So what went wrong?

As an IT veteran, I’ve spent many an anxious  night watching terminals waiting for the load to drop, a server to come up, or just looking for meaning in GB’s of log files.

It sucks bug time.

So I feel sorry for the technicians associated with Click Frenzy who right now are working feverishly to get the servers back up. They would be wondering what hit them and the marketing folks would be caught between congratulating themselves for accidentally making the right call and calling the IT folks to tell them how much money this is costing them.

When the planning fucks up, nobody wins.

Most of all customers lose. They waste time refreshing the page, they check other sites, and then they give up and they decide to watch TV. Or perhaps shop on Amazon or ASOS. At least they can keep their sites up.

Most of the sites I tried to access 1.5 hours after the sale which stopped a nation opened were either down or lamentably slow.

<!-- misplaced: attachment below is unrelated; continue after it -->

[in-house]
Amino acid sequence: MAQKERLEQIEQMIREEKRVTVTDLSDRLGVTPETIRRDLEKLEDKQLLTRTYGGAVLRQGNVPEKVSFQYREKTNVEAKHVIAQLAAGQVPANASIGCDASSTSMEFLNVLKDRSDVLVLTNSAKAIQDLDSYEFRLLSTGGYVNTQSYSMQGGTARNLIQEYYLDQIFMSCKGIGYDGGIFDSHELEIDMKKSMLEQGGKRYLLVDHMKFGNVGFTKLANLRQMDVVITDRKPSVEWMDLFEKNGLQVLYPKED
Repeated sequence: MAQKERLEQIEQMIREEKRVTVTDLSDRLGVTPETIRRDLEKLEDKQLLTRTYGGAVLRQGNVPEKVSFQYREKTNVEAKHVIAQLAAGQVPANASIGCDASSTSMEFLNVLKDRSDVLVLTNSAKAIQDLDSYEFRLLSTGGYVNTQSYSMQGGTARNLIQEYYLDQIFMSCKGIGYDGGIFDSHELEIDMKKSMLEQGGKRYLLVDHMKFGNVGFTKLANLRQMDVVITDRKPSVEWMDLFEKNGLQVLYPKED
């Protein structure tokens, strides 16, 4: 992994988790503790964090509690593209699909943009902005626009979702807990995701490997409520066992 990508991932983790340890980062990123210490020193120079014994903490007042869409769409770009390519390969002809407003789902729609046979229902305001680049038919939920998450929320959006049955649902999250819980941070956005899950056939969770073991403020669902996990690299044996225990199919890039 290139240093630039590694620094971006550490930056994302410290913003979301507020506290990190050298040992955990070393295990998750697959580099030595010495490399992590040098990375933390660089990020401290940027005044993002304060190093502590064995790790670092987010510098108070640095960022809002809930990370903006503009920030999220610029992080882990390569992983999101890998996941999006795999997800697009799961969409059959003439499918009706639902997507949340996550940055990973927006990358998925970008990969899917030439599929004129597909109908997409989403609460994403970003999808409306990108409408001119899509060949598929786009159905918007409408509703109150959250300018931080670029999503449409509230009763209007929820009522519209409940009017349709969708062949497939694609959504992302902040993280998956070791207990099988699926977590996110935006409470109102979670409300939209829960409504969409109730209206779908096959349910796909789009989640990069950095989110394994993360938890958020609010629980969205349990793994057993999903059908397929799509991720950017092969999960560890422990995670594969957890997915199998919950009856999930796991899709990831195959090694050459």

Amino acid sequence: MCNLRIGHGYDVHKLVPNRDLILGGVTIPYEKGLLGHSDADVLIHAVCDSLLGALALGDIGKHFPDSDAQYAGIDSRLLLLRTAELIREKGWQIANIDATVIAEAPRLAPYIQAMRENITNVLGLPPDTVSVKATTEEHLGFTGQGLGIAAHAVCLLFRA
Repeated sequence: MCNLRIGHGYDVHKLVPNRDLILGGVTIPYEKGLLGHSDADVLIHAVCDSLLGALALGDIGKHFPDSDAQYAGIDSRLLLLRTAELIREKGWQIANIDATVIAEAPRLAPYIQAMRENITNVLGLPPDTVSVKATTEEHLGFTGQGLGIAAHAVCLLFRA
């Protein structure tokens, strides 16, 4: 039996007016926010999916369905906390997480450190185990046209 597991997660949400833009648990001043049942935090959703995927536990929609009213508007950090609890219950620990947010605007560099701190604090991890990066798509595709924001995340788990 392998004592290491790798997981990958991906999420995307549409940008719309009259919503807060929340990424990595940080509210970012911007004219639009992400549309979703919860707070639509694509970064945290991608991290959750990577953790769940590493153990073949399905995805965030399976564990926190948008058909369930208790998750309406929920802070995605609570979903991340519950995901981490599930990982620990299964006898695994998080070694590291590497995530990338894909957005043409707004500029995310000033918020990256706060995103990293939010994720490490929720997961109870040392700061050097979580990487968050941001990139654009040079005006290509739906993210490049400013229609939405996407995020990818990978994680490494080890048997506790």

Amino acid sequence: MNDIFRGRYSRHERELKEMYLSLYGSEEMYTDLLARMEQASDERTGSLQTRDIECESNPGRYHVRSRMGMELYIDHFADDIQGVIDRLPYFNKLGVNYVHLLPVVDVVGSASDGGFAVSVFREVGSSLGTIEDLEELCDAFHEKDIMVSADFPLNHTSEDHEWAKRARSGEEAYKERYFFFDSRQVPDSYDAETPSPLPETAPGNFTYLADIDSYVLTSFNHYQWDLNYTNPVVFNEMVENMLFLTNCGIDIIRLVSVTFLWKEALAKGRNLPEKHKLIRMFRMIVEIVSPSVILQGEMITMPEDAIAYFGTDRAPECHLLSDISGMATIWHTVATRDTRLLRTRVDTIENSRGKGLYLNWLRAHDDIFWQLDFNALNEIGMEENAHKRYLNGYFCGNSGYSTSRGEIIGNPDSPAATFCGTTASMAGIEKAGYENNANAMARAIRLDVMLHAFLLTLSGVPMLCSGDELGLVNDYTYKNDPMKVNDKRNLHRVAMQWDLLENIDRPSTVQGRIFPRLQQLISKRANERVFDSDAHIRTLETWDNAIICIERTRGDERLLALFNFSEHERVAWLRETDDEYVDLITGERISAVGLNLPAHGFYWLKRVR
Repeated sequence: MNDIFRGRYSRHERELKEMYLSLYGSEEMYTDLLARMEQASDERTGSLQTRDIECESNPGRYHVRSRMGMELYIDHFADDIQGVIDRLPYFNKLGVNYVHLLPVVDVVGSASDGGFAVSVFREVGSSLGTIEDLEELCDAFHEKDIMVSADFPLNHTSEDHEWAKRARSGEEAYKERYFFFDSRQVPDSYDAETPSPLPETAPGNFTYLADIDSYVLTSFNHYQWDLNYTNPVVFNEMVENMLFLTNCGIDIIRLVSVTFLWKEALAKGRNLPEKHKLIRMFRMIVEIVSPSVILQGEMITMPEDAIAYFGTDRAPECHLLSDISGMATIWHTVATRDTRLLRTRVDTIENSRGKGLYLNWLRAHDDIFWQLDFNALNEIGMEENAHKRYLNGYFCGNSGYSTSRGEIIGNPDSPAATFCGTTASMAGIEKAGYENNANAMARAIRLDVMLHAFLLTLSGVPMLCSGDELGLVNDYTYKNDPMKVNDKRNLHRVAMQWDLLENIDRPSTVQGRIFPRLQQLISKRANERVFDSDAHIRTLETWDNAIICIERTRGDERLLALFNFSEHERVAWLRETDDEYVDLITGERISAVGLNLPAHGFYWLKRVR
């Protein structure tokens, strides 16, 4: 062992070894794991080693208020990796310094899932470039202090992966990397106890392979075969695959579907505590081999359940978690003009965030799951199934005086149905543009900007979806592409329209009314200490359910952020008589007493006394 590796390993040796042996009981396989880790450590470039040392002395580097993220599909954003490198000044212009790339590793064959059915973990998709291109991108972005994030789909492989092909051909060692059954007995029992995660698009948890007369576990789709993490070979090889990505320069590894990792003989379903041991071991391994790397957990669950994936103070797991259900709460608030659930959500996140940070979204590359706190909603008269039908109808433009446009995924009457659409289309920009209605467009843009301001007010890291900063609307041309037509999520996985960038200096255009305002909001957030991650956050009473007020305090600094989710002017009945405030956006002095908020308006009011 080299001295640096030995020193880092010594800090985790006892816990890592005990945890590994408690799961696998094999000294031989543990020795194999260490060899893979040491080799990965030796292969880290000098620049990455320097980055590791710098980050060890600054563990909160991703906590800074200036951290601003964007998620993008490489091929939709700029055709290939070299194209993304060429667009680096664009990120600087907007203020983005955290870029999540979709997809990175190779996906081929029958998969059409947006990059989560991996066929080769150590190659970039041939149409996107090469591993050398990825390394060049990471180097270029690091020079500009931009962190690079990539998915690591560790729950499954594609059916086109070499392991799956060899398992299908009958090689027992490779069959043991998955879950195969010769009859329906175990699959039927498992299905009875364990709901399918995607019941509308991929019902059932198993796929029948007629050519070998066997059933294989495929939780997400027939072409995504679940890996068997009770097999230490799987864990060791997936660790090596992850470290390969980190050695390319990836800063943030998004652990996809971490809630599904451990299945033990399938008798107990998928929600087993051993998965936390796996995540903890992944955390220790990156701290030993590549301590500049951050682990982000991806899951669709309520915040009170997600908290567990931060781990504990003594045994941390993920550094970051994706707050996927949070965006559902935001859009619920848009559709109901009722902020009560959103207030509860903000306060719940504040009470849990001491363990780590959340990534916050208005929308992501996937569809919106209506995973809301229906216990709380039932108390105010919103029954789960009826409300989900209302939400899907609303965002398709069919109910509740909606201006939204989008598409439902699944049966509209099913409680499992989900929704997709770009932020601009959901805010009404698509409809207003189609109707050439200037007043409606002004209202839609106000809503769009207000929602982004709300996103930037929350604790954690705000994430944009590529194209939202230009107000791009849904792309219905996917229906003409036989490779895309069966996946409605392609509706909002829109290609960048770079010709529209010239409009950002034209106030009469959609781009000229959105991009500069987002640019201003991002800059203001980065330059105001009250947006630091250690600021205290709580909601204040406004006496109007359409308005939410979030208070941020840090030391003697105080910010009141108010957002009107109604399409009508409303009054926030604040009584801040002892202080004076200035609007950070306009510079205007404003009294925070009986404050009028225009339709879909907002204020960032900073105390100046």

The folks behind Click Frenzy were quoted as saying “We have taken every precaution to ensure our servers will not go down, and we have advised our retailers of the traffic volumes they should expect”. Clearly every precaution is not enough when a couple of million shoppers decide to enter the shopping mall at the same time.

Enterprise web hosts will be the real winners here as retailers are forced to invest in additional redundancy to make sure they can cope next time, for although there will be a lot of disappointed shoppers and the jury is out on whether the Click Frenzy brand has fizzled, online retail will continue to grow.  And it will grow with or without the active participation of Australian retailers.

Customers deserve better.

What do you think?